Written by Tom Morris
Jobs, the first of two major motion pictures on the life of Steve Jobs, is now playing at your local theater. The second that will appear soon promises to be more innovative and accurate, but the current biopic is already getting people to talk again about the legendary founder of Apple. And these conversations are generating insights we can use.
Steve started out as the quintessential California Hippie, with bare feet, long hair, hallucinogenic drugs, and a fascination for all things Zen, who believed that the right diet would grant him an exemption from the time consuming activity of taking a bath. And yet, as we know, against all odds, and despite a great many personal flaws and idiosyncrasies, he became the pioneering business visionary of our era and a hugely accomplished leader, ending up nearly in a class by himself. The real story of how he did it can now spark people and companies across all industries to new levels of achievement.
- Jobs had a big vision for his work that he communicated with enthusiasm. A friend of mine who was his direct report for many years says that his ambition for “making a dent in the universe” inspired everyone around him. Because products were more important than profits, because the vision came first, and money came second, there came to be a lot of money. When people feel their work matters, they can do great things and produce incredible results.
- Jobs had a passion for the customer that created in him a near mania for simplicity and beauty. He wanted to “wow” people with great, elegant products. Customer satisfaction was never enough. He aimed at nothing less than delight and amazement. That’s why he got it.
- He was always focused on doing a few things superbly, rather than many things well. You can be good at lots of things, but “insanely great” at only a few. He taught his people the power of saying “no” to anything that didn’t directly support the main mission they were on together.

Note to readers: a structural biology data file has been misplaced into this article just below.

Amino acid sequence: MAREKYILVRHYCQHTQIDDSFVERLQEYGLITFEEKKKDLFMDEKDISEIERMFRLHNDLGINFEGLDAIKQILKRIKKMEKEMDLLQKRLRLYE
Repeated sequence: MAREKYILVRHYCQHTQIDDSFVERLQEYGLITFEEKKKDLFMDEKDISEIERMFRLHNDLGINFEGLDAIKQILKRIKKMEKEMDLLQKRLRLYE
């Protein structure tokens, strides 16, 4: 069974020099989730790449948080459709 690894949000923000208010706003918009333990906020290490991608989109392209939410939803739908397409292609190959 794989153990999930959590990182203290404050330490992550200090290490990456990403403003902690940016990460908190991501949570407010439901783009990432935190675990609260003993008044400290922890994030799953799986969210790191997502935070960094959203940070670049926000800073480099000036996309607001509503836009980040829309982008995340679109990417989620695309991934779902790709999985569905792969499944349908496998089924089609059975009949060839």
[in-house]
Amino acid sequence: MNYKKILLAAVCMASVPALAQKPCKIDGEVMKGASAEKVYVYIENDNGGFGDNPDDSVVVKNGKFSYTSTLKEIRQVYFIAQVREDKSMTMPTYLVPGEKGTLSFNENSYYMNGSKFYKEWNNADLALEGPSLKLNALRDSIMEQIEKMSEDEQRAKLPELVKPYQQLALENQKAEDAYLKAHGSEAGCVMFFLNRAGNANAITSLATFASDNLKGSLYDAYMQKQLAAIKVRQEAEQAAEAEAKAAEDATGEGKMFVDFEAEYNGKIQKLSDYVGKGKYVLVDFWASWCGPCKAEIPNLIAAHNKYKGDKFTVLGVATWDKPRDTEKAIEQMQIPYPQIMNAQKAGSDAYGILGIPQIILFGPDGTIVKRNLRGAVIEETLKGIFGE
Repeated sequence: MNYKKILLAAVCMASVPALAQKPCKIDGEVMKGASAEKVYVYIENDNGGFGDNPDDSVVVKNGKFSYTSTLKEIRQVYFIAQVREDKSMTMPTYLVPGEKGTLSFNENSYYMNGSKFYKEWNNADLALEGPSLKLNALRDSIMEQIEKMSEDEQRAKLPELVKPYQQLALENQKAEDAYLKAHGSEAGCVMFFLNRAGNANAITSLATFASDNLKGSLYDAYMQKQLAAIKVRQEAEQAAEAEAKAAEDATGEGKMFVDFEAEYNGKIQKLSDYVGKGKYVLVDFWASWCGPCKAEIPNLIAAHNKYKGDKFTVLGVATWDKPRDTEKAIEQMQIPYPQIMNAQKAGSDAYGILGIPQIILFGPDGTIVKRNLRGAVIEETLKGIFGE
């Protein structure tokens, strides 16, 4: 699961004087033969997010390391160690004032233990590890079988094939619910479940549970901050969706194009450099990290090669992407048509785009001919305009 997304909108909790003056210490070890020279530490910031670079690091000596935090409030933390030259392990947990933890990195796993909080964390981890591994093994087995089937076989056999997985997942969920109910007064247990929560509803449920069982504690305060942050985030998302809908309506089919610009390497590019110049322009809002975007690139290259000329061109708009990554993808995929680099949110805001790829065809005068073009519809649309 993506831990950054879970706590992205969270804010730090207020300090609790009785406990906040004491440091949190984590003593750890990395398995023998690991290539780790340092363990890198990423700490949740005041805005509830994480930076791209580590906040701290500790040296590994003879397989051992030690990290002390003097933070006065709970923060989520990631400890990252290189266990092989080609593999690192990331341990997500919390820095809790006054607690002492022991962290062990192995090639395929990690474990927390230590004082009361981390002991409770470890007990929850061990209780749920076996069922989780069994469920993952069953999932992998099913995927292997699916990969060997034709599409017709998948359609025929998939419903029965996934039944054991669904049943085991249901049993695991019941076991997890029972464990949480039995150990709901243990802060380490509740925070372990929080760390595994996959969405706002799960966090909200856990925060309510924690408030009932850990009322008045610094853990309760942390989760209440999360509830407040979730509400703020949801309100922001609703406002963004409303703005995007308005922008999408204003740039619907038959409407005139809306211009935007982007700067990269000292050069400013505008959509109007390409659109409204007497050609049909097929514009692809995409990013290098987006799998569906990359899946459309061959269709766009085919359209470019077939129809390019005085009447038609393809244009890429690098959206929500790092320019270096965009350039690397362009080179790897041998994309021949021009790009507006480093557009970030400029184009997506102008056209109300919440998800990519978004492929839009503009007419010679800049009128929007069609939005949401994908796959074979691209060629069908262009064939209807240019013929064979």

- Learning to say “no” is important. Learning not to accept “no” from others may be even more vital. Steve Jobs succeeded in world-changing ways because he refused to cave in when a supplier said “no” or an engineer said, “impossible.” His resilience and drive and determination overcame barriers in nearly magical ways.
Steve Jobs balanced the big picture and the small details. He taught people to take responsibility for what they were doing, and for the processes they were engaged in, end-to-end. He insisted they perform at a heroic level every day, in the company of other heroes – because those were the only people he would hire. No average work ethic was tolerated. And from the fertile soil of a great vision motivating great people, great things happened.
It’s astonishing what vision, simplicity, focus, and determination can accomplish when people are led to believe that their work is special. Those are a few of the central things we can learn from the legacy of the one hippie who did manage to change the world.